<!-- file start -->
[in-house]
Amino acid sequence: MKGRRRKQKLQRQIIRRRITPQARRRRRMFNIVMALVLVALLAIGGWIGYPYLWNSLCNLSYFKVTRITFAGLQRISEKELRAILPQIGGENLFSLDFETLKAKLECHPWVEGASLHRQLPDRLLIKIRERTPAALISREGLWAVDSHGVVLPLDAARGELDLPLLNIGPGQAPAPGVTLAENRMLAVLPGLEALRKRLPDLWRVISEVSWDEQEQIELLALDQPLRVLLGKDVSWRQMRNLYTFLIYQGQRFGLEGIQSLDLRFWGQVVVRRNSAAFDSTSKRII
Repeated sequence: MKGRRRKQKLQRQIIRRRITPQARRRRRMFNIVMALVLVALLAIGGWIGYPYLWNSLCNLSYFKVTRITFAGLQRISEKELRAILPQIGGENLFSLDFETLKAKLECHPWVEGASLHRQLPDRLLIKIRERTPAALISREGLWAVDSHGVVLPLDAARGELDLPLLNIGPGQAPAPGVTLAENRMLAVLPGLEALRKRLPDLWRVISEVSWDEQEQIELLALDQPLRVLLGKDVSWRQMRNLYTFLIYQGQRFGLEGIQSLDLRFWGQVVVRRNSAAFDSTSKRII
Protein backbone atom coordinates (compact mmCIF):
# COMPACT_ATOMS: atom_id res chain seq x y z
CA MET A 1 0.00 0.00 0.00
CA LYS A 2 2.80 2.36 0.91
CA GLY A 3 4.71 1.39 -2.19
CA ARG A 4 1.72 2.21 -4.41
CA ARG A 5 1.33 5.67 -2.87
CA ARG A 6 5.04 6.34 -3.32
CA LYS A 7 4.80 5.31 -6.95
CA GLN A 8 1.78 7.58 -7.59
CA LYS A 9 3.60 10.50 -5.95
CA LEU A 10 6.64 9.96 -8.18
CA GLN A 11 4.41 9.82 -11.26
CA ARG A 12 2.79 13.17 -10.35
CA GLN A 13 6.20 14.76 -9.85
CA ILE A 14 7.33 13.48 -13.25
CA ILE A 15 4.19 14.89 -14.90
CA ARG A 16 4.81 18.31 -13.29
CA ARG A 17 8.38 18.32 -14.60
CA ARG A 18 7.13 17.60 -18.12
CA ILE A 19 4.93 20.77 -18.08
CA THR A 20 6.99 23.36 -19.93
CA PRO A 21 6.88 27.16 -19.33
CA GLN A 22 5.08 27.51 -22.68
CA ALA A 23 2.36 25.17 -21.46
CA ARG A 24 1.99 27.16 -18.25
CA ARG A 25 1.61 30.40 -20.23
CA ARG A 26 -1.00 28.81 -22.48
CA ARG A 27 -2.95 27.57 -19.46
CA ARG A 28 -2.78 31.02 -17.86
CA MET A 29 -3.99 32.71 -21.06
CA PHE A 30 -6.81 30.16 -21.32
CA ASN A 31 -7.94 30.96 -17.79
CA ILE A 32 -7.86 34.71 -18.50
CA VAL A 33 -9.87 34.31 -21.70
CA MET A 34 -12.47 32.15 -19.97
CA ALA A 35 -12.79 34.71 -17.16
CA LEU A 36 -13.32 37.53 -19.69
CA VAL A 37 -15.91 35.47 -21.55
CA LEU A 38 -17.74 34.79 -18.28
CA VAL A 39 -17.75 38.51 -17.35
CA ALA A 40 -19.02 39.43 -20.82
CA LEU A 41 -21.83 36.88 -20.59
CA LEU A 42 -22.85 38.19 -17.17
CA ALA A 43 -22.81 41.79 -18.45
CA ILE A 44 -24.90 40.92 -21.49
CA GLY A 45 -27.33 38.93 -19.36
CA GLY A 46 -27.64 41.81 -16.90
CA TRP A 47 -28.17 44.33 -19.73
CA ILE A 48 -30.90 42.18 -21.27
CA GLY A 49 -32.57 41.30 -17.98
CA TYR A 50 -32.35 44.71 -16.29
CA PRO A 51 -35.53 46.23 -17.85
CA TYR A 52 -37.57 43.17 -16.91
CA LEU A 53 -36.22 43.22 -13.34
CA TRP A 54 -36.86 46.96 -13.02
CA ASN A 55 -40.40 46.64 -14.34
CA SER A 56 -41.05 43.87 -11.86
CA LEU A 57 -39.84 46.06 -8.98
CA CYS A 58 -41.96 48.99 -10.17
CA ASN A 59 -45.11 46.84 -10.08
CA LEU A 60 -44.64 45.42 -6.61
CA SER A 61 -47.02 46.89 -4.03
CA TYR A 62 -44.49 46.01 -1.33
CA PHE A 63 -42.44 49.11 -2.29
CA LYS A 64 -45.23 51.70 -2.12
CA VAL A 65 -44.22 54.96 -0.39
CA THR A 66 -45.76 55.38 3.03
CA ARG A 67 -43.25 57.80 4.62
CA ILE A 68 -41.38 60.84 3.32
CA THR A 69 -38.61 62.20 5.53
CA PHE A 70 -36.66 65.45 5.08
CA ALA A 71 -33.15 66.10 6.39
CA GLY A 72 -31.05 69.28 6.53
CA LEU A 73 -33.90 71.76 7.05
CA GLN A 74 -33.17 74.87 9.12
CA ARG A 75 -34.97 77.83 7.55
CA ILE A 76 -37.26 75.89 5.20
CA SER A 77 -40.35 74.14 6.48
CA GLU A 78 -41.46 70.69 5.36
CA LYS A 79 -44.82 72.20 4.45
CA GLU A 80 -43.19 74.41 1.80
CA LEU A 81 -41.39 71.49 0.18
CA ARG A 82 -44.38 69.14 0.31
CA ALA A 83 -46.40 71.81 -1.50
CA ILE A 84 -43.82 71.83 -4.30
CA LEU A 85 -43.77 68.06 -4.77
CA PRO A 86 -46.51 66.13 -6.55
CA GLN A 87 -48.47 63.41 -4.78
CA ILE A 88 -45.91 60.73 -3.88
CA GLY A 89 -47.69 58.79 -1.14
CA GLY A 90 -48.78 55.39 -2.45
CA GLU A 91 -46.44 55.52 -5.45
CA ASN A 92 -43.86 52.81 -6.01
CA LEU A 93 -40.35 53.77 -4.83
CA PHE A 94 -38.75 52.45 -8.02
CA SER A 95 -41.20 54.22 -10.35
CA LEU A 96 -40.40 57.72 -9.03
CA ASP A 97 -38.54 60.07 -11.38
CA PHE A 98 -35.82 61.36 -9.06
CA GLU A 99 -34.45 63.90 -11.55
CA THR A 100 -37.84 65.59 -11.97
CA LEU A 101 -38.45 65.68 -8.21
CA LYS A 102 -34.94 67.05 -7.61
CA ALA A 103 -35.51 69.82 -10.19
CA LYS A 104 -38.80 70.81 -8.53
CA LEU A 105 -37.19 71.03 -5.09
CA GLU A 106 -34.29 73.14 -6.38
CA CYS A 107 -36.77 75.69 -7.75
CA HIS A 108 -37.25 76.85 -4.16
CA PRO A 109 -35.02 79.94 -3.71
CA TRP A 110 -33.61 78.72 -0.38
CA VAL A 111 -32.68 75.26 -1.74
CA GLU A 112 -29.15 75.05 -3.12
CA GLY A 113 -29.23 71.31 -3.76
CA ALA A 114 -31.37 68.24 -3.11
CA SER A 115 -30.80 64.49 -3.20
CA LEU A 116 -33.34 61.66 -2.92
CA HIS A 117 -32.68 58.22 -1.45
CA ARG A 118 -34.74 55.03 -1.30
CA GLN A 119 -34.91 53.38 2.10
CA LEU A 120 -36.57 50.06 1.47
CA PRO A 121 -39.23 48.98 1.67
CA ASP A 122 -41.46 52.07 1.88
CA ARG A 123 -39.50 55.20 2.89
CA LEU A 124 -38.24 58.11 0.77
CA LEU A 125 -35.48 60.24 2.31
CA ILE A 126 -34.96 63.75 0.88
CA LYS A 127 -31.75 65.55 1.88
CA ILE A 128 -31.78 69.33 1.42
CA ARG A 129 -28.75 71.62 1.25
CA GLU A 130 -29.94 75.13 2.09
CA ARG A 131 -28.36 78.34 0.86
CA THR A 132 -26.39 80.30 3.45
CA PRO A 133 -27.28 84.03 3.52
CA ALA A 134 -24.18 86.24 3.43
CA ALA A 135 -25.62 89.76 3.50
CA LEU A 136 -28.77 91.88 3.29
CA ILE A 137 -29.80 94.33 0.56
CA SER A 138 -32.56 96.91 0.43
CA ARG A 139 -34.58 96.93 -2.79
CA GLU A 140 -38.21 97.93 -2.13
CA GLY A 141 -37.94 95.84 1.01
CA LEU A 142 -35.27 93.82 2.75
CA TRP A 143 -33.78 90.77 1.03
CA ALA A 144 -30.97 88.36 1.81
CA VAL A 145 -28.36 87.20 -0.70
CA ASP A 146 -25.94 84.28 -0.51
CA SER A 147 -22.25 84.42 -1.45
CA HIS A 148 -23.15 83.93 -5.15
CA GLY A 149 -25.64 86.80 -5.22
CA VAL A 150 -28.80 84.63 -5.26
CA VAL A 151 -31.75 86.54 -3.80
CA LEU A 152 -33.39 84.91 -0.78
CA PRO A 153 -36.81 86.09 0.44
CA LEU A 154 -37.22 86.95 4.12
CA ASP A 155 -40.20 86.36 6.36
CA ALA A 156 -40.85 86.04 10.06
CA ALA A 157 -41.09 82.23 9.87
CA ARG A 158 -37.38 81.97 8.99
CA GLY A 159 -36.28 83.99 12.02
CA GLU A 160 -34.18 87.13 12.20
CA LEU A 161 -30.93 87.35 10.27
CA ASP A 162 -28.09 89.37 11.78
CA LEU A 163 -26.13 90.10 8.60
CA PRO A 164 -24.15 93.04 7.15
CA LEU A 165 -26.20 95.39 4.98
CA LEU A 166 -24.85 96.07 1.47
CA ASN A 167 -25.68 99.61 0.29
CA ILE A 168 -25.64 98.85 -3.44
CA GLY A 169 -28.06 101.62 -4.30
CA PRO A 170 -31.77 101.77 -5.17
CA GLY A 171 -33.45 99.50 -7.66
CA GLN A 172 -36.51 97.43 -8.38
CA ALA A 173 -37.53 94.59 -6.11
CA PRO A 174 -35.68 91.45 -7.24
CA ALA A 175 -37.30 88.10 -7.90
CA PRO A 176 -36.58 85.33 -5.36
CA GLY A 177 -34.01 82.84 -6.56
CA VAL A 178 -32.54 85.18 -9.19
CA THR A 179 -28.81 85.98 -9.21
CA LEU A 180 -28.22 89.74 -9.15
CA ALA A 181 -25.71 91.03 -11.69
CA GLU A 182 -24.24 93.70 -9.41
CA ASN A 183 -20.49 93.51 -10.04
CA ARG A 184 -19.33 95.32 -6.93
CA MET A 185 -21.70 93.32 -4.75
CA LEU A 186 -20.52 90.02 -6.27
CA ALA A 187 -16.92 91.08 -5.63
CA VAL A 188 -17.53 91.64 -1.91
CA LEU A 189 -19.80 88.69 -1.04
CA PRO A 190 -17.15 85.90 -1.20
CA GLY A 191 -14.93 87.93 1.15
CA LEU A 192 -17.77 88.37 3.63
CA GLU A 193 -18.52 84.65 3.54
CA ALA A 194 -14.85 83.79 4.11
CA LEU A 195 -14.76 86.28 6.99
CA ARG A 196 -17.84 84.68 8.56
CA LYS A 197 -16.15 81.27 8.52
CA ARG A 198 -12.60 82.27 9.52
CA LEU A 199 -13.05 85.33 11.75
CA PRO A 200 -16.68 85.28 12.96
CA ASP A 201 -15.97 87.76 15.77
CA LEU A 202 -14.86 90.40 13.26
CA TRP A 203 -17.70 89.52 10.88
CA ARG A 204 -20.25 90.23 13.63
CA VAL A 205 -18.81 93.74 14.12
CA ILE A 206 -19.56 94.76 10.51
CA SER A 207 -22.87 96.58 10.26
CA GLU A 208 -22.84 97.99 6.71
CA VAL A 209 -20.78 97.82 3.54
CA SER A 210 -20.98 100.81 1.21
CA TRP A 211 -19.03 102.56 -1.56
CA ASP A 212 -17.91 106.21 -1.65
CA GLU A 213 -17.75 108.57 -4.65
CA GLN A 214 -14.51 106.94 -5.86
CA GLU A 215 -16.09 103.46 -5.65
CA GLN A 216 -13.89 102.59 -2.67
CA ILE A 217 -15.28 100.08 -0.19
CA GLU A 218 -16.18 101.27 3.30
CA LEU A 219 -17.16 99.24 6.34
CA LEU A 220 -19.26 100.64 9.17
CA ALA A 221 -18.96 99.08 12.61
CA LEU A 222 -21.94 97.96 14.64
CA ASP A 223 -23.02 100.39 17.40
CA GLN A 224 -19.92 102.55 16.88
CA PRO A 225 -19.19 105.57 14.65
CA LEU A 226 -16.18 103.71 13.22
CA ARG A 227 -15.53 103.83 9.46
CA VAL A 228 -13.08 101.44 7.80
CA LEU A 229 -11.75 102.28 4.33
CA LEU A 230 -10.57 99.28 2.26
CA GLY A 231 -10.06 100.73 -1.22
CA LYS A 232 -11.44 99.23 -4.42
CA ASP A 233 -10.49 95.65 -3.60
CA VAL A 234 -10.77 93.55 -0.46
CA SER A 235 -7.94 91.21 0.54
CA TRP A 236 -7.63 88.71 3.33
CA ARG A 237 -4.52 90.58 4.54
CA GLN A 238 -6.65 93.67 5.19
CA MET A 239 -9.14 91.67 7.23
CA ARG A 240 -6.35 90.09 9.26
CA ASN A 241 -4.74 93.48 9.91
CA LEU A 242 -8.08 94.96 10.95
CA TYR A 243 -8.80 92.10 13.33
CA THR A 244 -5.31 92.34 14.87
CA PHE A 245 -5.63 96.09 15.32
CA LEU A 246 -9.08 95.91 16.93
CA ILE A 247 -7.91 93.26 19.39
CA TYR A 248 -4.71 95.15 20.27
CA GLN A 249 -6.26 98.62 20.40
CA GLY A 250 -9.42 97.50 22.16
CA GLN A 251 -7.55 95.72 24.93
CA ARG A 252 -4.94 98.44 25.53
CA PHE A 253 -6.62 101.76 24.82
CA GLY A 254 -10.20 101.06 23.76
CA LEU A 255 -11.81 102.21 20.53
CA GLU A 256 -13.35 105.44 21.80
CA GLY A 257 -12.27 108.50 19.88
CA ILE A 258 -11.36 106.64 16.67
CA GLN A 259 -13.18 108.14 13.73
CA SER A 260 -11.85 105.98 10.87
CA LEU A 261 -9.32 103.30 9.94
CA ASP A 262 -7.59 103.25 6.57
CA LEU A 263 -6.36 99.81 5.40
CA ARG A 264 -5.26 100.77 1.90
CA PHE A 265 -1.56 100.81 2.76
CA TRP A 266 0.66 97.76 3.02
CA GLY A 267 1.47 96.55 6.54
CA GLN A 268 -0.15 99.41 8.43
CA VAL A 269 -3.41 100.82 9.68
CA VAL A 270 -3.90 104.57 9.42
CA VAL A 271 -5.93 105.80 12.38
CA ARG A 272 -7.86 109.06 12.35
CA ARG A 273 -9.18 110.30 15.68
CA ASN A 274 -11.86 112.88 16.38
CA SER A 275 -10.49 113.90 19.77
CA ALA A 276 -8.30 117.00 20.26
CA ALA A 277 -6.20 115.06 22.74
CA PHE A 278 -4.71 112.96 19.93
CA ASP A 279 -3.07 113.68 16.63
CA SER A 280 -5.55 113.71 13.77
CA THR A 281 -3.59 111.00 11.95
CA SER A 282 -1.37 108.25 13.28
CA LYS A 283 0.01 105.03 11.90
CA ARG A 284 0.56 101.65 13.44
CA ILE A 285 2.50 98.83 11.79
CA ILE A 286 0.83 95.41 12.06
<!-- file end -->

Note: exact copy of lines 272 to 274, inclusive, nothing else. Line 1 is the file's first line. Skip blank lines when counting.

CA GLY A 267 1.47 96.55 6.54
CA GLN A 268 -0.15 99.41 8.43
CA VAL A 269 -3.41 100.82 9.68